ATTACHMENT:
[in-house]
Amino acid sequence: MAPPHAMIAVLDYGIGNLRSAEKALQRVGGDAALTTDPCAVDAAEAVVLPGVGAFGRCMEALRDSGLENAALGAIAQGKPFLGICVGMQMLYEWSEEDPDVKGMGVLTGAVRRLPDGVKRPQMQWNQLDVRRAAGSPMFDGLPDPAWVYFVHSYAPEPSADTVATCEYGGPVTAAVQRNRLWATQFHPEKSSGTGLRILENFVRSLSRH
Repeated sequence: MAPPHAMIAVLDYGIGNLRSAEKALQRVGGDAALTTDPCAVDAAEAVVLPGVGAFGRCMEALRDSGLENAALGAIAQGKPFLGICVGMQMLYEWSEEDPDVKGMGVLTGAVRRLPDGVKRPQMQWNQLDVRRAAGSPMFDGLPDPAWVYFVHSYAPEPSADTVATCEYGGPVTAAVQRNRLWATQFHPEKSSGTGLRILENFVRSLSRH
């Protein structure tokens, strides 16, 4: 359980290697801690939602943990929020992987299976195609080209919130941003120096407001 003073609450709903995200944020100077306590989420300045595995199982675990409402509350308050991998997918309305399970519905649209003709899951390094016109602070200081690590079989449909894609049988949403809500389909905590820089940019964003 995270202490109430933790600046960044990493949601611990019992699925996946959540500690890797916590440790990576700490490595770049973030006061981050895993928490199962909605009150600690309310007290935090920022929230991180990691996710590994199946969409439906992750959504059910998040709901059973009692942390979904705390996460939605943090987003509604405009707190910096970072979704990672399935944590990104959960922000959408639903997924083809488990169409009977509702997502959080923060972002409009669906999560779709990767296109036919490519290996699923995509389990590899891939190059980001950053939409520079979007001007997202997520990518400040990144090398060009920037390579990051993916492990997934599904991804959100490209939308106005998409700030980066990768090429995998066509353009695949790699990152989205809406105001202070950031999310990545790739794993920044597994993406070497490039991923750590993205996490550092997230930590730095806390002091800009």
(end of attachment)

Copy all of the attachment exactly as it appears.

[in-house]
Amino acid sequence: MAPPHAMIAVLDYGIGNLRSAEKALQRVGGDAALTTDPCAVDAAEAVVLPGVGAFGRCMEALRDSGLENAALGAIAQGKPFLGICVGMQMLYEWSEEDPDVKGMGVLTGAVRRLPDGVKRPQMQWNQLDVRRAAGSPMFDGLPDPAWVYFVHSYAPEPSADTVATCEYGGPVTAAVQRNRLWATQFHPEKSSGTGLRILENFVRSLSRH
Repeated sequence: MAPPHAMIAVLDYGIGNLRSAEKALQRVGGDAALTTDPCAVDAAEAVVLPGVGAFGRCMEALRDSGLENAALGAIAQGKPFLGICVGMQMLYEWSEEDPDVKGMGVLTGAVRRLPDGVKRPQMQWNQLDVRRAAGSPMFDGLPDPAWVYFVHSYAPEPSADTVATCEYGGPVTAAVQRNRLWATQFHPEKSSGTGLRILENFVRSLSRH
């Protein structure tokens, strides 16, 4: 359980290697801690939602943990929020992987299976195609080209919130941003120096407001 003073609450709903995200944020100077306590989420300045595995199982675990409402509350308050991998997918309305399970519905649209003709899951390094016109602070200081690590079989449909894609049988949403809500389909905590820089940019964003 995270202490109430933790600046960044990493949601611990019992699925996946959540500690890797916590440790990576700490490595770049973030006061981050895993928490199962909605009150600690309310007290935090920022929230991180990691996710590994199946969409439906992750959504059910998040709901059973009692942390979904705390996460939605943090987003509604405009707190910096970072979704990672399935944590990104959960922000959408639903997924083809488990169409009977509702997502959080923060972002409009669906999560779709990767296109036919490519290996699923995509389990590899891939190059980001950053939409520079979007001007997202997520990518400040990144090398060009920037390579990051993916492990997934599904991804959100490209939308106005998409700030980066990768090429995998066509353009695949790699990152989205809406105001202070950031999310990545790739794993920044597994993406070497490039991923750590993205996490550092997230930590730095806390002091800009």